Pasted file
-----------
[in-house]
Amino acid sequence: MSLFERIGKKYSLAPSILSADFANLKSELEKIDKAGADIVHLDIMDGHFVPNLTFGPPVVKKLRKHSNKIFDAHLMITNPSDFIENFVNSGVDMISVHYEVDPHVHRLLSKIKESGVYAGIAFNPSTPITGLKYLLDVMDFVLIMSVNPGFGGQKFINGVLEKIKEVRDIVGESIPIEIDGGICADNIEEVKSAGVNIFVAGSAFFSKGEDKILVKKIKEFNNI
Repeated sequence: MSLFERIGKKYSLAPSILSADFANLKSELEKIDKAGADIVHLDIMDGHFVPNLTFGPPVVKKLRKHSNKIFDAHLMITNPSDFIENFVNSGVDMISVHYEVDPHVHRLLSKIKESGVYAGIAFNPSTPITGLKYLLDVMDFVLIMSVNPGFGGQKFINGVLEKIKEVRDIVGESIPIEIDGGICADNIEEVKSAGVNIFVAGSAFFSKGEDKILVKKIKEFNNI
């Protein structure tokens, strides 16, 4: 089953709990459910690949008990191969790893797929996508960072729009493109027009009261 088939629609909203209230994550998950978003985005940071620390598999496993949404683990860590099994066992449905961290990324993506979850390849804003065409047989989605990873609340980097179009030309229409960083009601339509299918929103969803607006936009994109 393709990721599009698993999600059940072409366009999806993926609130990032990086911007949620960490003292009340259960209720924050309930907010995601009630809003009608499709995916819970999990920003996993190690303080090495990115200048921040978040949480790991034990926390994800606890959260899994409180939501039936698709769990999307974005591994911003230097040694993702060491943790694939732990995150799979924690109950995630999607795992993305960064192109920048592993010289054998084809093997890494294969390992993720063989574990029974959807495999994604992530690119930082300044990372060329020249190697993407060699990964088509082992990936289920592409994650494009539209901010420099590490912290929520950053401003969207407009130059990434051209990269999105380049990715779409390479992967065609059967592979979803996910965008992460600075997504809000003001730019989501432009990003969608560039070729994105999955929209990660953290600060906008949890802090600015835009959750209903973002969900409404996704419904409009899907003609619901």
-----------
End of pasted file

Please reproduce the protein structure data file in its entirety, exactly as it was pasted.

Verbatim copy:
[in-house]
Amino acid sequence: MSLFERIGKKYSLAPSILSADFANLKSELEKIDKAGADIVHLDIMDGHFVPNLTFGPPVVKKLRKHSNKIFDAHLMITNPSDFIENFVNSGVDMISVHYEVDPHVHRLLSKIKESGVYAGIAFNPSTPITGLKYLLDVMDFVLIMSVNPGFGGQKFINGVLEKIKEVRDIVGESIPIEIDGGICADNIEEVKSAGVNIFVAGSAFFSKGEDKILVKKIKEFNNI
Repeated sequence: MSLFERIGKKYSLAPSILSADFANLKSELEKIDKAGADIVHLDIMDGHFVPNLTFGPPVVKKLRKHSNKIFDAHLMITNPSDFIENFVNSGVDMISVHYEVDPHVHRLLSKIKESGVYAGIAFNPSTPITGLKYLLDVMDFVLIMSVNPGFGGQKFINGVLEKIKEVRDIVGESIPIEIDGGICADNIEEVKSAGVNIFVAGSAFFSKGEDKILVKKIKEFNNI
């Protein structure tokens, strides 16, 4: 089953709990459910690949008990191969790893797929996508960072729009493109027009009261 088939629609909203209230994550998950978003985005940071620390598999496993949404683990860590099994066992449905961290990324993506979850390849804003065409047989989605990873609340980097179009030309229409960083009601339509299918929103969803607006936009994109 393709990721599009698993999600059940072409366009999806993926609130990032990086911007949620960490003292009340259960209720924050309930907010995601009630809003009608499709995916819970999990920003996993190690303080090495990115200048921040978040949480790991034990926390994800606890959260899994409180939501039936698709769990999307974005591994911003230097040694993702060491943790694939732990995150799979924690109950995630999607795992993305960064192109920048592993010289054998084809093997890494294969390992993720063989574990029974959807495999994604992530690119930082300044990372060329020249190697993407060699990964088509082992990936289920592409994650494009539209901010420099590490912290929520950053401003969207407009130059990434051209990269999105380049990715779409390479992967065609059967592979979803996910965008992460600075997504809000003001730019989501432009990003969608560039070729994105999955929209990660953290600060906008949890802090600015835009959750209903973002969900409404996704419904409009899907003609619901």